And that’s what has given us this influence in L.A., the fact that we have discretionary money to infuse into L.A. County and then bring along donors. Because it’s only when you align all those that you maximize your impact.

Our strategic plan runs through 2025. So, we’re going to exceed that $1 billion goal. 

The Foundation has prioritized getting children and families enrolled in two federal programs: the Supplemental Nutrition Assistance Program (SNAP) and the Earned Income Child Tax Credit. Why is this important, and how does it speak to philanthropy’s role in working with the government?

Philanthropy is delusional if it thinks it is going to address issues of poverty with the totality of the funds that philanthropy has. We both know that the vast majority of money and resources that go to alleviate poverty come from the public sector. 

And so, if you don’t partner and leverage public sector resources, you are just playing at the edges. 

The Child Tax Credit is a perfect example. Right now, we have a temporary earned income tax credit of $3,600 for every child under six and $3,000 for a child over six. If a poor person has three children, they can technically receive over $12,000. This is in addition to a 25% increase in the food stamp program [SNAP].

It is possible that this is the most significant thing that has happened for us to alleviate poverty in our lifetimes, and a chance to really touch and decrease poverty. But if we don’t sign people up, it’s not just the family that’s gonna lose. It’s the grocery store, it’s the Ross, it’s the Marshalls, it’s the Targets.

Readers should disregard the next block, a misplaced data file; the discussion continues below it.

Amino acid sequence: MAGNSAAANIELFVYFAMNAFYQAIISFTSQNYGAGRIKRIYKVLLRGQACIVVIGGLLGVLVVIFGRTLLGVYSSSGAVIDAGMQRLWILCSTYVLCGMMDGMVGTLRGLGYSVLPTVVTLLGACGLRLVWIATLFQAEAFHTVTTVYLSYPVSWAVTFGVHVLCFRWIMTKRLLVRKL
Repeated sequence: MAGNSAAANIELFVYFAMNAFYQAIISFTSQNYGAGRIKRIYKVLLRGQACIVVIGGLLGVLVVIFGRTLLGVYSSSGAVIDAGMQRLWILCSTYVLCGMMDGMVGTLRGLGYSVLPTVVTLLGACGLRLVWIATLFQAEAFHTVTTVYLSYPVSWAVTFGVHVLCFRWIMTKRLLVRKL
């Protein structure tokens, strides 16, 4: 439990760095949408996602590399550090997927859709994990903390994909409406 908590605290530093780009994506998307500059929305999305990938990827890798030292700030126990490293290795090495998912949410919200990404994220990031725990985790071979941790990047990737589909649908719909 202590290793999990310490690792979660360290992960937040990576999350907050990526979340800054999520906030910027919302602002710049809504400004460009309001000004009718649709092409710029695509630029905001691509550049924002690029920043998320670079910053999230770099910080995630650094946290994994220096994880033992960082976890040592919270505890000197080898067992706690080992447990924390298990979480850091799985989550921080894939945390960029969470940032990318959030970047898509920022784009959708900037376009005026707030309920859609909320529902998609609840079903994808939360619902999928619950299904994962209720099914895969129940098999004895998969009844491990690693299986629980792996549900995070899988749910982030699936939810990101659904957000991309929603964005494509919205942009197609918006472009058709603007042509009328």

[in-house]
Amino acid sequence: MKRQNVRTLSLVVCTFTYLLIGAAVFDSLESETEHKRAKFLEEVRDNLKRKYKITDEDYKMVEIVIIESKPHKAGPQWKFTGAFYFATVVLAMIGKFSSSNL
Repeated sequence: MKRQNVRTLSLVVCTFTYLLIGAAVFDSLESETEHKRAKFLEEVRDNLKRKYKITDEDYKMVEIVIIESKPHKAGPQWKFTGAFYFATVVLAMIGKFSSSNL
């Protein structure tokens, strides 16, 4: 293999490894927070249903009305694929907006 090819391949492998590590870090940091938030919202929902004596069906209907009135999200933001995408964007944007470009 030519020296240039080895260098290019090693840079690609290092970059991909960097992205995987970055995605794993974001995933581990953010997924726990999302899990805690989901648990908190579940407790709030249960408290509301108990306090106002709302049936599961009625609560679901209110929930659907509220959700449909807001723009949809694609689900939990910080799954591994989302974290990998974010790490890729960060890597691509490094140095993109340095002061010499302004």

So, it’s our job to make sure families sign up, and CCF has already devoted $1 million to do that. That’s how we leverage. Collaborating with government is the only way we’re going to make a major impact on all the issues affecting poverty, and any philanthropy, any foundation that doesn’t see that is fooling themselves. 

Affordable housing and homelessness are arguably two of the most pressing issues we all face in Los Angeles. Tell me how the Foundation is using not only its grantmaking, but the investments made from its corpus to help. 

My approach is threefold. 

First of all, it’s grantmaking to the nonprofit developers. We’re one of the biggest grant-makers in that locally. 

Secondly, it’s program-related investments, where we make loans to nonprofit developments.

And now this mission investing, where we have $10 million to invest in private sector endeavors to increase the stock of homes. 

We also engage our donors. For instance, we went to our donors and said, we’re creating a fund that you should invest in for dealing with homelessness. And we created a fund of $5 million. We told them, you’re not going to get huge returns, but CCF guarantees the loan. You’ll never lose the value of your investment. The $5 million came in and we deployed those funds. Now we’re thinking of starting another fund. So, it’s not just our resources. 

You’ve got to look at it holistically in order to leverage the resources that we have to make major impact.

The Foundation has a robust donor advised fund practice. Why do you believe the Foundation is a good partner for individuals or families looking to engage on philanthropy?

If the community foundation is in fact a community foundation, the value added is our knowledge of the community, our knowledge of the needs of that community.

We understand that donors want to give, but they want to have impact. The action is at the community foundation level. This is where change is happening. And so, I would urge folks, whether it’s Santa Barbara, San Luis Obispo, San Diego, or wherever, I would urge donors to connect with your community foundation, because that’s where you’re going to see the difference and the impact of your investment.